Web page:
matic contol should result in stable motion of the air-

plane at all flying speeds; further study of the cross-

coupled control as a means of obtaining uniform distri-

bution of damping was therefore abandoned and

attention was directed to more simplified forms of

control.

Simple control.-In a method of control that has

been successfully used for the Sperry automatic pilot,

the aileron deflection 6, is proportional to the angle of

bank and the rudder deflection 6, is proportional to the

angle of yaw. For such a control, which is called the

simple control (see table IV), thereduced number of

variables involved made feasible more extensive

calculations than were made for the two previously dis-

cussed methods of control. The range of the control

gearings b6a/b and b66/b,4 that would provide stability

for all flight speeds was determined; and, subsequently,

the stability characteristics were studied as the control

gearings were varied within the stable range, instead of

solving for values of the control gearings that would give

certain preassigned stability characteristics to the air-

plane. It was impossible to solve for the case of equal

roots because the conditions for equal roots lead to a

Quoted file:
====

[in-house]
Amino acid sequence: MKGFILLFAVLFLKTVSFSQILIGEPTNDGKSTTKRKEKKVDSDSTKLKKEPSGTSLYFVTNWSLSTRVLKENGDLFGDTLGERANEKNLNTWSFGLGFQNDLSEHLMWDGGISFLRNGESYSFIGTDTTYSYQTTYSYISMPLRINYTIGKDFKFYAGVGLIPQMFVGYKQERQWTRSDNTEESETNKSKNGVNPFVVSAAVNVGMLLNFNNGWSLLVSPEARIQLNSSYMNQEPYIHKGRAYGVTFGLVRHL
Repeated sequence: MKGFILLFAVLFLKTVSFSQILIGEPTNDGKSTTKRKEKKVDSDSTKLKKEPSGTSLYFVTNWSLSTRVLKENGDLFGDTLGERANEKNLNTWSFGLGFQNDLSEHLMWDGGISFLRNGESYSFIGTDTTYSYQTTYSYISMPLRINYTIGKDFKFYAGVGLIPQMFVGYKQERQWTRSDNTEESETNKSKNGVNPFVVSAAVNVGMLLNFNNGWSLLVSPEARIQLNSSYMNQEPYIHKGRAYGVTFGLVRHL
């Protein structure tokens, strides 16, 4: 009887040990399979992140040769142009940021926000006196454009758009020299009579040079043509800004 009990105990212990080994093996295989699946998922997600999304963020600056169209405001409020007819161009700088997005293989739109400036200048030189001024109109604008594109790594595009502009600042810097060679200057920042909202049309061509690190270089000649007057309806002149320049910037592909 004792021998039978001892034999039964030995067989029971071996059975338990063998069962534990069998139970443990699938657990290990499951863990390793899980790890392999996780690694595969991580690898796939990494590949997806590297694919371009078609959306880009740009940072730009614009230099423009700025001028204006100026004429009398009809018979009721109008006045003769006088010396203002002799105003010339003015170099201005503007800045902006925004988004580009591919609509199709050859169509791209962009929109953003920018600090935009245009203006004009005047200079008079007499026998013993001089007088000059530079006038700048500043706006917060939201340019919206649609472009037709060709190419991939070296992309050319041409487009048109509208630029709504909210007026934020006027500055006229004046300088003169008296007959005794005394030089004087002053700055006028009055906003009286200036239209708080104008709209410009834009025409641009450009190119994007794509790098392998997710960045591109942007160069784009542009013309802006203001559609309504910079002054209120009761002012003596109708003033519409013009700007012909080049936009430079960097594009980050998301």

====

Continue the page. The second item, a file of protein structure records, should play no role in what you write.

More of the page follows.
greater number of equations than there are variables.

From reference 5, it can be shown that the conditions

which must be met if the motion is to be stable are: a,

b, d, and f shall be positive, and

(be--a)>0(3)

(bc-ad) (de--cf)- (be-af)2>0 (3)

where the quantities a to f are the coefficients of the

stability equation (equation (1)). The coefficients of

equation (1) are functions of the stability derivatives,

the control derivatives, the lift coefficient, the density

factor, and the control gearings. The form of the

coefficients can be obtained from equations (16) of the

appendix by assuming b d/4b and b6,/b in the equa-

tions to be zero. Thus, upon substitution of the

numerical data for the average airplane, the coefficients,

and hence the expressions of equation (3), can be

converted to functions of the control gearings b6,/bq

and b6,/b.

The vanishing of either of the expressions of equation

(3) or of any of the coefficients a, b, d, orf of equation

(1) indicates that some mode of the motion of the air-

plane will become neutrally stable. If the various ex-

pressions are set equal to zero and are solved for pairs

of values of bsa/b and bs,/bk, boundaries for neutral

stability can be defined. (See fig. 1.) Throughout

the flight range, the axis brb#=O (from the condition

.f=0) and the line representing

(bc-ad) (de-cf)-(be-af)2=0

were found to be the only conditions influencing theregion of stability; the other expressions define lines

that lie outside the region thus bounded. Because275

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Imlay, Frederick H. A theoretical study of lateral stability with an automatic pilot, report, March 4, 1940; (digital.library.unt.edu/ark:/67531/metadc66353/m1/3/: accessed February 22, 2019), University of North Texas Libraries, Digital Library, digital.library.unt.edu; crediting UNT Libraries Government Documents Department.